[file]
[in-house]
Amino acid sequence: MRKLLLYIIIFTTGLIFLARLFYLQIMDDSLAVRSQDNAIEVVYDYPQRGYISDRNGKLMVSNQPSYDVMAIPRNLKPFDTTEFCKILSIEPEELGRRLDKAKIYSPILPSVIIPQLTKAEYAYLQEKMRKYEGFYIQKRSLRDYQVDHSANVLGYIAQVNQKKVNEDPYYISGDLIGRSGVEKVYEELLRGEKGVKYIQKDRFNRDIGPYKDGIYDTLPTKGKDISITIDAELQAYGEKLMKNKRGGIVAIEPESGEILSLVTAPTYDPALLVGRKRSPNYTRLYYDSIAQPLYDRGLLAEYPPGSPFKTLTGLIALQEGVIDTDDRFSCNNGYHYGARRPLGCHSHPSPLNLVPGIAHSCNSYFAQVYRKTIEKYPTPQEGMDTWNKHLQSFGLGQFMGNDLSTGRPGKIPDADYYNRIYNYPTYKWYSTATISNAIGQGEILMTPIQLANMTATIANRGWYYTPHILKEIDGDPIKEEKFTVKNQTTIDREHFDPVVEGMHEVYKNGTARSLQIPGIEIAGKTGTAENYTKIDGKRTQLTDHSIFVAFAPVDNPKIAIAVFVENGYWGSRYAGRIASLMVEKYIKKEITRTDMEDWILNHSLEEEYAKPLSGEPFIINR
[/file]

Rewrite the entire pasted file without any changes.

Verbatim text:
[in-house]
Amino acid sequence: MRKLLLYIIIFTTGLIFLARLFYLQIMDDSLAVRSQDNAIEVVYDYPQRGYISDRNGKLMVSNQPSYDVMAIPRNLKPFDTTEFCKILSIEPEELGRRLDKAKIYSPILPSVIIPQLTKAEYAYLQEKMRKYEGFYIQKRSLRDYQVDHSANVLGYIAQVNQKKVNEDPYYISGDLIGRSGVEKVYEELLRGEKGVKYIQKDRFNRDIGPYKDGIYDTLPTKGKDISITIDAELQAYGEKLMKNKRGGIVAIEPESGEILSLVTAPTYDPALLVGRKRSPNYTRLYYDSIAQPLYDRGLLAEYPPGSPFKTLTGLIALQEGVIDTDDRFSCNNGYHYGARRPLGCHSHPSPLNLVPGIAHSCNSYFAQVYRKTIEKYPTPQEGMDTWNKHLQSFGLGQFMGNDLSTGRPGKIPDADYYNRIYNYPTYKWYSTATISNAIGQGEILMTPIQLANMTATIANRGWYYTPHILKEIDGDPIKEEKFTVKNQTTIDREHFDPVVEGMHEVYKNGTARSLQIPGIEIAGKTGTAENYTKIDGKRTQLTDHSIFVAFAPVDNPKIAIAVFVENGYWGSRYAGRIASLMVEKYIKKEITRTDMEDWILNHSLEEEYAKPLSGEPFIINR